How to Stay Healthy in Social Situations

January 27, 2014

Staying Healthy in Social SituationsMany social situations revolve around food: celebrations, eating out, sporting events. We use food as a way to reconnect with the people we care about. It’s important to have a strong support system, especially while losing weight. However, frequently turning to food in social situations is a slippery slope that can send your weight loss plan in the wrong direction. Don’t let it get the best of you. You can take control of any situation with a few simple tips.

Spread the word! Make sure your friends and family know about your weight loss journey. Share your plan and let them know how they can help. A good support system is the key to success on a medical weight loss plan. If a member of your support team knows you can’t resist chicken fingers, for example, he or she probably won’t suggest catching up at a restaurant where you are more likely to be tempted.

Ask for a to-go box when you order. If you’re dining out with friends, ask for a to-go box when you order and immediately pack up half your meal. Most restaurant portions are huge, so putting half of it out of site from the get-go can save you hundreds of unwanted calories. Plus, you won’t have to worry about cooking the next day because you’ll have leftovers!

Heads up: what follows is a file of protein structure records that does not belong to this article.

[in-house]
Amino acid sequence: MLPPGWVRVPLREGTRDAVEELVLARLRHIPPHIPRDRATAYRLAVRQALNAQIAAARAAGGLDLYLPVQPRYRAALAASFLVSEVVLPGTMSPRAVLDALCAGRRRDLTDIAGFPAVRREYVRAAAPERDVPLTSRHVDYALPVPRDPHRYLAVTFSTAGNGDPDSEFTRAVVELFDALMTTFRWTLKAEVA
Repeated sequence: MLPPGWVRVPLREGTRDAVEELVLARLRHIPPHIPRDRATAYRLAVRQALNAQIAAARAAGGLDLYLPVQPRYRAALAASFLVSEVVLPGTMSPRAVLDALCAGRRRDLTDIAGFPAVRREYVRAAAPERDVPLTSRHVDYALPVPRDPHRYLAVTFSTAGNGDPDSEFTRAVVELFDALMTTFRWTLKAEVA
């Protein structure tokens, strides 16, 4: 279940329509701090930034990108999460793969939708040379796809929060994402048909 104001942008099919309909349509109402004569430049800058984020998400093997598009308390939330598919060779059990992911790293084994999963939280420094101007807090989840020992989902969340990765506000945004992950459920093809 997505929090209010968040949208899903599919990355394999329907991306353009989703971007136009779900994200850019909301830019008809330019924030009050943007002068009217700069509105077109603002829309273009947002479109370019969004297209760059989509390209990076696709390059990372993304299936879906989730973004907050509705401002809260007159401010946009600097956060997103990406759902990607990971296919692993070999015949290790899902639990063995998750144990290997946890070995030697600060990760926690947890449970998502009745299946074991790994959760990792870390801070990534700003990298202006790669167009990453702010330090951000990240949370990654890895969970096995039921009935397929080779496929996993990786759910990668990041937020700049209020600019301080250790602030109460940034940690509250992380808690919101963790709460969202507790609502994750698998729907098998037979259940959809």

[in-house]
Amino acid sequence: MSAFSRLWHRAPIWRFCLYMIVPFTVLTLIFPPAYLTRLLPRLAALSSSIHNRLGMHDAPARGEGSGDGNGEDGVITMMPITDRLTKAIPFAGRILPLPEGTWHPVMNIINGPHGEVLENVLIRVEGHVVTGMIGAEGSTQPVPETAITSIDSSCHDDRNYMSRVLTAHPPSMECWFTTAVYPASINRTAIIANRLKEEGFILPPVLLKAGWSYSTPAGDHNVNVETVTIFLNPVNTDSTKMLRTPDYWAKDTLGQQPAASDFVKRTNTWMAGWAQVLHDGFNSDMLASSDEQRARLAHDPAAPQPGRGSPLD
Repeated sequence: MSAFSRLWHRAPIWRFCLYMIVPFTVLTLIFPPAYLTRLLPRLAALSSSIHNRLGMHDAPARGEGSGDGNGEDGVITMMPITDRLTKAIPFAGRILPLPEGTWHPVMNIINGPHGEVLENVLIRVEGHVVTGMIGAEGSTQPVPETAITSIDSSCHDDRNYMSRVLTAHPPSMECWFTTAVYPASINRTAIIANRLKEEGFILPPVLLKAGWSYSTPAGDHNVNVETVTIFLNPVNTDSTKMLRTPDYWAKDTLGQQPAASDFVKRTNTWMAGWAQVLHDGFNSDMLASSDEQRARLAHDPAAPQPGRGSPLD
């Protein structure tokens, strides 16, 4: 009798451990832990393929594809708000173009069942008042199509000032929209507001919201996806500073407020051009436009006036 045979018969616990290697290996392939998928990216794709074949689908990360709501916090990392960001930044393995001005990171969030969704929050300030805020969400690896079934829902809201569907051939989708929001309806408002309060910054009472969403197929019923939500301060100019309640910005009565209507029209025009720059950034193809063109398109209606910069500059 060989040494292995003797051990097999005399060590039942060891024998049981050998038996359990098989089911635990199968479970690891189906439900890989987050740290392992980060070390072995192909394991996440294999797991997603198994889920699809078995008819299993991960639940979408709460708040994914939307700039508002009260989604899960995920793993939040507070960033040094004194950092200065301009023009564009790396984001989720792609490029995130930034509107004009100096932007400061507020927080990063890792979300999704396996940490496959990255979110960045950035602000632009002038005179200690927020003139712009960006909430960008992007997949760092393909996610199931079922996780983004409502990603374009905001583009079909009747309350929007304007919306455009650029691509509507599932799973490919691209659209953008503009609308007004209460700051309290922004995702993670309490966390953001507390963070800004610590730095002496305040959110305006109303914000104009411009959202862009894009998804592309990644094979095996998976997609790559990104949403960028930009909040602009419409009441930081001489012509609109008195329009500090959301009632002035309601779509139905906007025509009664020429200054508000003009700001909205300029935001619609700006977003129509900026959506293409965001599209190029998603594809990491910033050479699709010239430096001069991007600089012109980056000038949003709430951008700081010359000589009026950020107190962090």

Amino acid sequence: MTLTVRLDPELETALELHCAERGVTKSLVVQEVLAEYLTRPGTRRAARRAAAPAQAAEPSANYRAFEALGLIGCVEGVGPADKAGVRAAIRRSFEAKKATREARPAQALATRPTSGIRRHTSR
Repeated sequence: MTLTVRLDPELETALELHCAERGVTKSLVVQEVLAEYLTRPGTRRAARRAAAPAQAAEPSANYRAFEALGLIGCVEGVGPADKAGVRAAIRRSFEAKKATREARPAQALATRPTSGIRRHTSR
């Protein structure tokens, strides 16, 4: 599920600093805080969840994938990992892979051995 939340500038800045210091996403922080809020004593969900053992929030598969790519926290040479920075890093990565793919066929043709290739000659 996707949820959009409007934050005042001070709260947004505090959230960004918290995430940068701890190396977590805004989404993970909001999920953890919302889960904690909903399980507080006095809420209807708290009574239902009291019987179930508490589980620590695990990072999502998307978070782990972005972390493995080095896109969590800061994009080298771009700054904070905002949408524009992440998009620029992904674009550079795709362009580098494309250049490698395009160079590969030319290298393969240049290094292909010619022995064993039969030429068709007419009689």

Socialize with healthy people. A study published in the New England Journal of Medicine found obesity can be contagious. Researchers studied the social networks of 12,067 people over 32 years. The results were shocking: A person’s chances of becoming obese increased by 57 percent if a friend became obese, 40 percent if a sibling became obese, and 37 percent if a spouse became obese. However, healthy habits can be contagious too. Make an effort to spend time with friends and family who inspire you to reach your weight loss goals.

Suggest a gym date. Reconnecting with friends doesn’t have to revolve around food. Suggest a healthy activity like walking or experiment with a new exercise class like spinning or Zumba. Studies show physical activity is more enjoyable with co-workers, your spouse, or friends. Plus, working out with a buddy will keep you accountable and help you stick with an exercise routine.

Eat before you go. If you arrive at a restaurant or party starving, your eyes may become bigger than your stomach and tempt you to order or eat more food than you really need. Eat a small, healthy snack to curb cravings before you arrive. Carrots and hummus, a piece of fruit, or a serving of almonds will help keep your head level when it comes time to select your meal.

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